Eventually we climbed up into a higher elevation band, we took a break for lunch.  I dug a pit on some East facing snow, expecting to find some reactivity.  I did a few tests.  Nothing!  Interesting.  The snow structure was different.  The recent storm snow fell on a deeper, more stable base compared to what we found down low.  Almost twice as deep as the spooky snow we found lower down, this actually seemed quite stable, based on a single snow pit.  From here to the top, we jumped on every test slope we could find, and couldn’t buy any action no matter how many chips we threw down.  No collapsing, anywhere.  As we skinned up higher and higher, I couldn’t help but think of all that prime ski terrain I had closed off in my planning.  It didn’t help that we could see it all on our way up.  Big, open bowls.  Untracked, with over a foot of fresh, low density powder.  To say it was tempting would be a serious understatement.   Based on what I saw in one pit, the most concerning weak snow was well over a meter deep and unlikely to be triggered.  The more shallow weaknesses that I was worried about were unreactive in my tests.  I could dig another pit up high on the slope, and if it showed the same structure and strength, maybe those North-East facing bowls were reasonable options?  Sure, down low we were seeing extremely weak snow on the same aspect.  But the snowpack had an entirely different structure at the higher elevations.  I had a solid theory for the improved stability, which seemed to be validated by every other piece of evidence I could find.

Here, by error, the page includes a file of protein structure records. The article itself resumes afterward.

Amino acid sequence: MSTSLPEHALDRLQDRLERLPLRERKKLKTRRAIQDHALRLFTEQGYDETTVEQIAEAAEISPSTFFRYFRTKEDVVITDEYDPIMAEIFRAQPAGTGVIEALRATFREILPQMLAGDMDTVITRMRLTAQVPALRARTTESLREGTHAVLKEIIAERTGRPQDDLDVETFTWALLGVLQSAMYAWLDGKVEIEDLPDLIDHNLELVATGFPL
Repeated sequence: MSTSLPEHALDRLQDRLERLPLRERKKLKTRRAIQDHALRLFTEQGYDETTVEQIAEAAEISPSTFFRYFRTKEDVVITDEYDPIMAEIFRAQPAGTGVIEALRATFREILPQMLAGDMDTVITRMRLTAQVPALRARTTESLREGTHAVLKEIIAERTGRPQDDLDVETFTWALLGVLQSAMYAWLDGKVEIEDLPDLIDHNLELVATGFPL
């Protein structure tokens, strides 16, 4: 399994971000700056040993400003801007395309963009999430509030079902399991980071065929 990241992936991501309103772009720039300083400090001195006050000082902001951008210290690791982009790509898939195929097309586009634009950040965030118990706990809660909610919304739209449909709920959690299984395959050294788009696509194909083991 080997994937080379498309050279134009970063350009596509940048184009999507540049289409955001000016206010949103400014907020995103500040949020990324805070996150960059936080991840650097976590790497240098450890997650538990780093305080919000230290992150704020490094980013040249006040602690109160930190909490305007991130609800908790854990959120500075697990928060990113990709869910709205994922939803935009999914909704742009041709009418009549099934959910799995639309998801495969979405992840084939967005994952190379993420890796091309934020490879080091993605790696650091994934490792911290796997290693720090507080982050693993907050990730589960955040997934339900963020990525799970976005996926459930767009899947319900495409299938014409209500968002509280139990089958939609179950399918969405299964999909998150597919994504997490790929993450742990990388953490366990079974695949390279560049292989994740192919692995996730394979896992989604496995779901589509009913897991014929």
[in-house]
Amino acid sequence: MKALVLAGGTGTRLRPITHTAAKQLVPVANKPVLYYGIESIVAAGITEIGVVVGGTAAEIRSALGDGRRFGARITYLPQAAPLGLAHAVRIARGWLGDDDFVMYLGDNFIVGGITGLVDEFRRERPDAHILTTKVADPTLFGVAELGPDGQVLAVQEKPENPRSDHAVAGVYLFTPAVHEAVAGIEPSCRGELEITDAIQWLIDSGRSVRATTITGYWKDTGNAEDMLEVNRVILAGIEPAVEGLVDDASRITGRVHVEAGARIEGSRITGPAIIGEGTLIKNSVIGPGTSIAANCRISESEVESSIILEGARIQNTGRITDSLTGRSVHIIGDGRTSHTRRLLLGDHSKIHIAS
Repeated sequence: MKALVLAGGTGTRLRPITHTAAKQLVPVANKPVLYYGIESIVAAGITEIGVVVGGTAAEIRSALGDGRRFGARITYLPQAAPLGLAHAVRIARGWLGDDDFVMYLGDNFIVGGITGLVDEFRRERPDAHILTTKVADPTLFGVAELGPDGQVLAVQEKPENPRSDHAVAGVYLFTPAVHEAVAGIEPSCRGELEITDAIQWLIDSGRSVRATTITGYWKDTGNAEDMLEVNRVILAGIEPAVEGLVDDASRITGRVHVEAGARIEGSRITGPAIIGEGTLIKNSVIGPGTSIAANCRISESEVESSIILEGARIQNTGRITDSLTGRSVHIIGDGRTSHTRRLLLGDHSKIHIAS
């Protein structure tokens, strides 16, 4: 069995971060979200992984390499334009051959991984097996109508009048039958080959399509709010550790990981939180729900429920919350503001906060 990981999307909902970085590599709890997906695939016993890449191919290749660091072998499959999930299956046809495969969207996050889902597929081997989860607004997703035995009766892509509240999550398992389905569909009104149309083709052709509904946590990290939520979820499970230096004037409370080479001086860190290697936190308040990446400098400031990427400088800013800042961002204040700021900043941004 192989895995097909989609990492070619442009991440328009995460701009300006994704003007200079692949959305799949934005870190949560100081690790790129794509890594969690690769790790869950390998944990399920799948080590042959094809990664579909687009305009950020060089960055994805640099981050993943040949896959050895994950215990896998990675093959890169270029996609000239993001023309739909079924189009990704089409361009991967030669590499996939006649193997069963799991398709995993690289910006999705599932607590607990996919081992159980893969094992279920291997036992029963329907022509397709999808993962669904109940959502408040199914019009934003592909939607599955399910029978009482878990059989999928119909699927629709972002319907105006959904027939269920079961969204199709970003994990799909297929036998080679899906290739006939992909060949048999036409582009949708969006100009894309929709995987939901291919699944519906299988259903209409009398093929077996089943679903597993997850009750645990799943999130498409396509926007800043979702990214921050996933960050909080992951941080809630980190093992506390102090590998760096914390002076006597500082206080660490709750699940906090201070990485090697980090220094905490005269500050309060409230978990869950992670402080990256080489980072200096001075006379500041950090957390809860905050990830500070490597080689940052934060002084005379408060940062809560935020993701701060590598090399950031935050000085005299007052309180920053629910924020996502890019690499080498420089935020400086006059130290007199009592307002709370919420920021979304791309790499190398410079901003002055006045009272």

On the other hand, what if I was getting it wrong?   Even if we were to dig a second pit higher up, that’s two data points.  Could I confidently extrapolate that to an entire mountain side with complex features and elevation changes?  My data down low suggested widespread and extremely weak snow, while a single data point higher up was pointing toward stability.  If that single data point was representative of the slopes in question, then I’d shred their  gnar with comfort.  If the reality of the slope was anywhere in between, I’d be much more concerned.  So what to do?  This is where margin and a systematic approach comes into play.  Terrain that gets closed in my pre-tour planning, stays closed no matter what.  Even if all the signs point to it being safe, it stays closed.  The next day, that new information gets taken into consideration and maybe that terrain gets bumped down to standby or even open status.  But closed in the am, means closed all day.  That’s the margin, for error, miscalculation, and poor judgement.  So as I caught myself pondering a change in plans I knew it wasn’t really an option.  We stuck with our standby terrain, which was more than steep enough to produce avalanches, but based on the planning should be safe and free of a concerning snow structure.  We dug and made observations throughout the day.  All the evidence gathered supported what had been planned for.  And it was some fine skiing!